Shares of Alphabet opened nearly 3 percent higher Tuesday, pushing the technology giant's market capitalization past Apple to become the world's most valuable public company.
Alphabet has a market cap of $547.1 billion, higher than Apple's $529.3 billion as of 9:45 a.m. ET.
Apple's massive market cap is still trailed by Microsoft ($425.7 billion), Facebook ($326.2 billion) and Exxon Mobil ($310.1 billion) to round out the list of the world's five biggest companies.
Alphabet was already set to take the title Monday night, before sealing the deal Tuesday morning. At Monday's after-hours levels (which technically reflect an indication, but not the real-world value), Alphabet's market cap hit roughly $570 billion, eclipsing Apple's market cap of about $535 billion. Shares of Apple opened Tuesday down nearly 1 percent.
Market cap: Apple vs. Alphabet (USD, million)
Chart source: FactSet
The last time Google was more valuable than Apple was in February 2010, when both companies were worth less than $200 billion. At the time, Apple had yet to release its first iPad, the newest iPhone on the market was the 3GS, and the Mac was the company's biggest product line, accounting for one-third of revenue. Steve Jobs was still at the helm.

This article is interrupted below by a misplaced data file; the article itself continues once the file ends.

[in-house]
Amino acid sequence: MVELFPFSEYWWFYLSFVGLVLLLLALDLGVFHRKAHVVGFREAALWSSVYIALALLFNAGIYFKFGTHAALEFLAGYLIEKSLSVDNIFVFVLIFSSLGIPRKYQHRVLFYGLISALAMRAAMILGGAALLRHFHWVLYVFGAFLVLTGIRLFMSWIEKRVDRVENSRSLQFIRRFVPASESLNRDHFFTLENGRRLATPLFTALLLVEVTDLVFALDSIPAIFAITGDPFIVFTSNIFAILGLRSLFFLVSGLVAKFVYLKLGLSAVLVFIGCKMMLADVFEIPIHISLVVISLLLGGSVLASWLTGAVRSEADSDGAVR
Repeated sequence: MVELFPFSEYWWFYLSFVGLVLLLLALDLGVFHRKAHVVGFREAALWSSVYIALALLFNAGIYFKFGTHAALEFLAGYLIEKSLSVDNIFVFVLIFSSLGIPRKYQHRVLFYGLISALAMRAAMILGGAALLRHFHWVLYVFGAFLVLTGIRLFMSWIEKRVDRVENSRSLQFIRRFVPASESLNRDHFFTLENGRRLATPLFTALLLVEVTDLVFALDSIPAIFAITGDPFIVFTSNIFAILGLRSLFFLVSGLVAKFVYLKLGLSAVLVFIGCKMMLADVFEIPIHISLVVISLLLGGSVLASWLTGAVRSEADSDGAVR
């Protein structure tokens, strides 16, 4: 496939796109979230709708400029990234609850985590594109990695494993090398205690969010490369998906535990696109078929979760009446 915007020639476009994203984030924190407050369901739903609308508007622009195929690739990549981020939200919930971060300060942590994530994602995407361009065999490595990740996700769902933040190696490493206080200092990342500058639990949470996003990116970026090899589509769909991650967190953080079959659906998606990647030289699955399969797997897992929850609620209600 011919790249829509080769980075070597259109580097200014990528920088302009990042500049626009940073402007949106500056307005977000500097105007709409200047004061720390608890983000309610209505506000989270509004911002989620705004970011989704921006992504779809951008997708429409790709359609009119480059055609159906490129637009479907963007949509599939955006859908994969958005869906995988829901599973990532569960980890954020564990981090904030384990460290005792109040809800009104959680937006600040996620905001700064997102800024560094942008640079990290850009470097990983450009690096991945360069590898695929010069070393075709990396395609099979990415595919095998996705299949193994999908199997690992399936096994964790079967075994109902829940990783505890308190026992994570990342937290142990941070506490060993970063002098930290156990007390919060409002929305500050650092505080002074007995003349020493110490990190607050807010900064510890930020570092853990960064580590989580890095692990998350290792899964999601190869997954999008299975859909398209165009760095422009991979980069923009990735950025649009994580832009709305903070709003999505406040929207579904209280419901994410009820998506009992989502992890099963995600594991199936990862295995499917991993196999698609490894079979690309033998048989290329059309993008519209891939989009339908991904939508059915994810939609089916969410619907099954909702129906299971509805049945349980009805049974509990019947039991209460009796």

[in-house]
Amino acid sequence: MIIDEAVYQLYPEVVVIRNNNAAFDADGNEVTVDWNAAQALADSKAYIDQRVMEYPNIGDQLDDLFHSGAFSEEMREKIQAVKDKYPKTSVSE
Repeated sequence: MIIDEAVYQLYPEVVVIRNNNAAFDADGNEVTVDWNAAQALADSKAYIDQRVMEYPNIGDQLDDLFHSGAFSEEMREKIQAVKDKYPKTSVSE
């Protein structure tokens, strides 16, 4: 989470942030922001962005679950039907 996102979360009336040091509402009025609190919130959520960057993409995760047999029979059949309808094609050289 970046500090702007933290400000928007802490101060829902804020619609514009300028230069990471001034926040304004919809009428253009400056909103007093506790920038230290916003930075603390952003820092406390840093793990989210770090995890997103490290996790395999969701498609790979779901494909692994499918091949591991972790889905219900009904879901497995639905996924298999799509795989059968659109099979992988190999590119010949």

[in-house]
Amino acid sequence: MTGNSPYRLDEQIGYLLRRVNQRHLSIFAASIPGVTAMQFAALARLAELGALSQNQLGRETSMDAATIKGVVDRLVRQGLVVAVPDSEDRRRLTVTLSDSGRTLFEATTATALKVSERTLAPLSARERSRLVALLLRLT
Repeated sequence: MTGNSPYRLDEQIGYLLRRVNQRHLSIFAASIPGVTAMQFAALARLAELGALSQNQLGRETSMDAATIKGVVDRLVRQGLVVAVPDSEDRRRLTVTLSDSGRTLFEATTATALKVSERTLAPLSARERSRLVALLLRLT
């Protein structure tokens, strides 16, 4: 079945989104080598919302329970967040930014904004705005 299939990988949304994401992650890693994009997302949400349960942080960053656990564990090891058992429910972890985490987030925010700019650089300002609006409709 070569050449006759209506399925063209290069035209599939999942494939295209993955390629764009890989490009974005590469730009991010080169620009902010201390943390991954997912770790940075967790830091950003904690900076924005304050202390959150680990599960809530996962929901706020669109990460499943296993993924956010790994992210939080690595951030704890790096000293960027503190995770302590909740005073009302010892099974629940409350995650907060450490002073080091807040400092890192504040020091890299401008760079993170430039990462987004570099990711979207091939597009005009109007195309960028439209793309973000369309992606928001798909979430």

Google was being guided by Eric Schmidt, who would hand control back to co-founder Larry Page the following year. The company was a little more than half its current size.
Apple and Google actually flip-flopped multiple times between 2008 and early 2010, before Apple went on a historic tear, jumping from $180 billion in value to over $650 billion in September 2012. At that point, the two companies were separated by over $400 billion. In 2011, Apple passed Exxon to become the world's most valuable company.
It's hard to believe that Google was the more valuable company from the time of its IPO in 2004 until April 2008. Then iPhone madness began.
Google's latest rise versus Apple began in July. From that point through the end of 2015, its shares soared 44 percent, while Apple's sank 16 percent.
Apple's main problem is its reliance on the iPhone, which now accounts for two-thirds of revenue. It's a massive business, but sales in the fiscal first quarter increased only 1 percent from a year earlier, while iPad and Mac revenue dropped. Investors are concerned that unless Apple changes course and decides to compete with lower cost Android manufacturers on price, the iPhone's best days are in the past.
Meanwhile, Google is convincing investors that in the transition from Web to mobile it will maintain its dominance. According to eMarketer, Google is poised to capture 32 percent of the mobile ad market this year and next, staying well ahead of Facebook, which is around 20 percent. The company generates so much profit from its digital ad business that it can invest in all sorts of potential growth areas, namely autonomous driving and extending life.
—CNBC's Everett Rosenfeld and Chris Hayes contributed to this report.
CORRECTION: An earlier version of this article included a graph with an incorrect scale.